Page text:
What I Learnt From Job Interviews

As a serial job jumper and having gone through a quite number of jobs before the age of 30, I had some mixed feelings as I reflected on all the job interviews I have attended at one point or the other. For example, the first job interview that landed my first ever job was a real eye-opener and I wish I knew a small fraction of what I know today..

I just turned 16 at that time and as I went into the office of the owner of a small gift shop in London, I was slightly nervous but was determined to get the job no matter what. I cannot give the exact account of our conversation, as I was unexperienced and not interested in all those details at that moment except what he wished to pay me as my salary. Immediately he asked me that, I smiled and replied, “Four Pound.” Little did I know that he had hit the jackpot as I had placed myself far below the minimum wage. Lesson learnt. Never again, I thought. I will always wait for them to make their first offer and counter it until we both agree on something suitable for both parties.

After that major experience, I gradually found myself doing better in other job interviews. I made sure I prepared every time: researched the company, the role, what I could offer them, and of course the all-important compensation I was expecting to get. No matter the job you are going for, always prepare; not only is it a waste of time for both parties if you walk in clueless, but it will also knock you out of the confidence you need to impress the interviewer. You need to be proactive and ask questions to show that you really have interest in the job and ultimately see if you really want the job. An interview works both ways: they want to see if you are a good fit for the job and vice versa.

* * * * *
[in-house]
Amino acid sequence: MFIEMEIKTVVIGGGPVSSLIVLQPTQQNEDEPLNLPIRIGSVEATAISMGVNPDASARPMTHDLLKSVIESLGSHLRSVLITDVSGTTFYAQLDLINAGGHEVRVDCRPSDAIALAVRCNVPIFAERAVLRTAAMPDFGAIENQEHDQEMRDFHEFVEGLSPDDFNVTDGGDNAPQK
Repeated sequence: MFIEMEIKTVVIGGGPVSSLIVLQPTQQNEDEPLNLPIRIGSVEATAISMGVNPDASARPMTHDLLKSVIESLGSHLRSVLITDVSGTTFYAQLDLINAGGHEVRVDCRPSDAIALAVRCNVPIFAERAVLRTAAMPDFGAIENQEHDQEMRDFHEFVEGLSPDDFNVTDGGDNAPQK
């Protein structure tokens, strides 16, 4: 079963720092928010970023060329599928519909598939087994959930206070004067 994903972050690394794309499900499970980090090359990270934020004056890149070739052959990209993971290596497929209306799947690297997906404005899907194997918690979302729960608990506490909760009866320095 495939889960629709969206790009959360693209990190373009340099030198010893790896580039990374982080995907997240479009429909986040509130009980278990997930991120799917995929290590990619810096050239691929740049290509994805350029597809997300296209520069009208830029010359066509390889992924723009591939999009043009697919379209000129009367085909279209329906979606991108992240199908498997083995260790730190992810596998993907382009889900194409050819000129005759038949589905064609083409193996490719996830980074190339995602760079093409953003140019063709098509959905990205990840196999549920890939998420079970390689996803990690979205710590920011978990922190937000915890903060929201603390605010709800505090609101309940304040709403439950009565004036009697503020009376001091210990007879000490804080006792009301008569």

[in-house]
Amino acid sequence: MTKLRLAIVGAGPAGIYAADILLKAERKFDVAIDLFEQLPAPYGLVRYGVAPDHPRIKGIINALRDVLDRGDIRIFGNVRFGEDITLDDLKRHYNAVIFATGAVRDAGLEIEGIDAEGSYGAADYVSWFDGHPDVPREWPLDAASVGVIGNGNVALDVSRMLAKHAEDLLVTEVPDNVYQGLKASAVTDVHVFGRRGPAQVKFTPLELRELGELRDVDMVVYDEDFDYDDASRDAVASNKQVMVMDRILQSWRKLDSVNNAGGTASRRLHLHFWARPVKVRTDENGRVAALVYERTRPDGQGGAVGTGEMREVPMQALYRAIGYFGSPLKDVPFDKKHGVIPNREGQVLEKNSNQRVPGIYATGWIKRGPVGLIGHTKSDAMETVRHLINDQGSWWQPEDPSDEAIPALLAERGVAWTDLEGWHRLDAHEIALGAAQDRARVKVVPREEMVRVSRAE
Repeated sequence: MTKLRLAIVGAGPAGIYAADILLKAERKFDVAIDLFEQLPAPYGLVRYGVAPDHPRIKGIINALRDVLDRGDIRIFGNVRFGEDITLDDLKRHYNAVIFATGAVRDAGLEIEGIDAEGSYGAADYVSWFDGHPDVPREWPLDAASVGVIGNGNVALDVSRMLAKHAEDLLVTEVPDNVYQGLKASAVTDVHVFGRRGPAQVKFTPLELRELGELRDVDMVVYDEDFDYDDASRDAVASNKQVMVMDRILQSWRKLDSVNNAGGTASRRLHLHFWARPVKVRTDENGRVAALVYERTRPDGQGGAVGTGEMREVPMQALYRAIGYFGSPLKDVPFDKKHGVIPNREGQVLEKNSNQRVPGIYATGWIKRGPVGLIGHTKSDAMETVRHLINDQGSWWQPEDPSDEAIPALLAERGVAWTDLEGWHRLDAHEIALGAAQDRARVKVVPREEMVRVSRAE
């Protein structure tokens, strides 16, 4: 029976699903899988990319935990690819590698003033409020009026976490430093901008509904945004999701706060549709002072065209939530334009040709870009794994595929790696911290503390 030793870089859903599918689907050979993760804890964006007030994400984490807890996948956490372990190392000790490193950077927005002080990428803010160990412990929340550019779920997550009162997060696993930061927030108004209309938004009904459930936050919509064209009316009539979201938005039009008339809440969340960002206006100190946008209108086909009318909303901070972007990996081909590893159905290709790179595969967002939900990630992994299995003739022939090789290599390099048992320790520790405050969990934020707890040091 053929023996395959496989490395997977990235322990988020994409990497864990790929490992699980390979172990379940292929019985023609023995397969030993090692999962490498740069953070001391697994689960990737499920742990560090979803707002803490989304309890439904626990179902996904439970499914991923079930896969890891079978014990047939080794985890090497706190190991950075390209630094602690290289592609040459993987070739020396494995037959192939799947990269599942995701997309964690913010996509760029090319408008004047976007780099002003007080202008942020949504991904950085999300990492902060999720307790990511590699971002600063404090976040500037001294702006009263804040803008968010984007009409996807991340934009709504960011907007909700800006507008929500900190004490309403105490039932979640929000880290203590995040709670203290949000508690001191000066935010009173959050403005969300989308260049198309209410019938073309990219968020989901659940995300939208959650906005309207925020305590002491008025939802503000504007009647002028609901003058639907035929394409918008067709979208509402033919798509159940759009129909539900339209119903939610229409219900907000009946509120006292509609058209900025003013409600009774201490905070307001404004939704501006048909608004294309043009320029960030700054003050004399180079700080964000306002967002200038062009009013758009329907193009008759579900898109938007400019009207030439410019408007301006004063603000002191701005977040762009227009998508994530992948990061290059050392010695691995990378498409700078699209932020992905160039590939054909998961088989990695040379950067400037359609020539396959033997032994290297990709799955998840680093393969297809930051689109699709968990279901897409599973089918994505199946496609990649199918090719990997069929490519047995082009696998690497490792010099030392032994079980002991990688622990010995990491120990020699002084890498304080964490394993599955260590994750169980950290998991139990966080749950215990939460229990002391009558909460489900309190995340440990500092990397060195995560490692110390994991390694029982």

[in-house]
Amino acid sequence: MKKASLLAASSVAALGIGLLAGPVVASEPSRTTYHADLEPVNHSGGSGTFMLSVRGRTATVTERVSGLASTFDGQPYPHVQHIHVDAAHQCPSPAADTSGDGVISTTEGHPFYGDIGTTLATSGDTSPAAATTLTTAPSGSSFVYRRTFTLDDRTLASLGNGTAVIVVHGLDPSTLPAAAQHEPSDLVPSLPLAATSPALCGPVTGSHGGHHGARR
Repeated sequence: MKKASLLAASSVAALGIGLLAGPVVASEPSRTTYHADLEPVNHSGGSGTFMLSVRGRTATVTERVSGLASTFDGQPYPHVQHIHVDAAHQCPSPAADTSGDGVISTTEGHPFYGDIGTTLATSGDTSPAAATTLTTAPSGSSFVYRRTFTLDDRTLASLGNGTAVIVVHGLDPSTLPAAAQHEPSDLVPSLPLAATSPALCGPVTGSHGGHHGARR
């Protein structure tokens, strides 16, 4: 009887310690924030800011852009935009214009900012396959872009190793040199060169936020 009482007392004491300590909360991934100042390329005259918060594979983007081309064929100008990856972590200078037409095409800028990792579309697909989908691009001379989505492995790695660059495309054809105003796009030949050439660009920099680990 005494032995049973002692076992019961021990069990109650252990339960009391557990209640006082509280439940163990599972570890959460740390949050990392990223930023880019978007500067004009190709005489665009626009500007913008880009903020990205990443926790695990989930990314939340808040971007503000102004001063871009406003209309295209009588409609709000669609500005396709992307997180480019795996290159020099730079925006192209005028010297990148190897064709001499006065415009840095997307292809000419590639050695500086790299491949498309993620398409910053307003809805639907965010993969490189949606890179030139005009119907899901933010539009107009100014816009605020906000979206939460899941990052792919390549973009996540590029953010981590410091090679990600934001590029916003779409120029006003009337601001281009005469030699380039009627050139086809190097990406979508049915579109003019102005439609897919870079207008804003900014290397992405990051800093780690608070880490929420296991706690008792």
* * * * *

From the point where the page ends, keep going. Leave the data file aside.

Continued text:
When you get to the venue of the interview, check-in with the reception. For bigger companies, there may be a conference room schedule display with details of the meeting shown on a screen and outside the meeting room. This will really help you if it’s your first time in the building and even more useful as it will boost your confidence if you are a bit nervous. While waiting, because you should arrive earlier than the scheduled time, relax and go over the vital details about the job, note the questions you might have, and questions you think they might ask you. Try to take some inspiration from that venue as there may be signs of the company’s history, board members and so on, on the walls that may give you an idea of what you should know.

During the interview, be lively and show some appreciation to the interviewer for giving you the opportunity to attend the interview and be enthusiastic in the way you approach all the questions asked.. Being alert and showing serious interest in the whole process will positively boost your performance. Some studies show that the interviewers would have already made up their mind within the first five minutes of the interview, so the remaining time is just to confirm if you are really the right person for the job. My advice: stay focused and avoid distractions throughout the whole thing.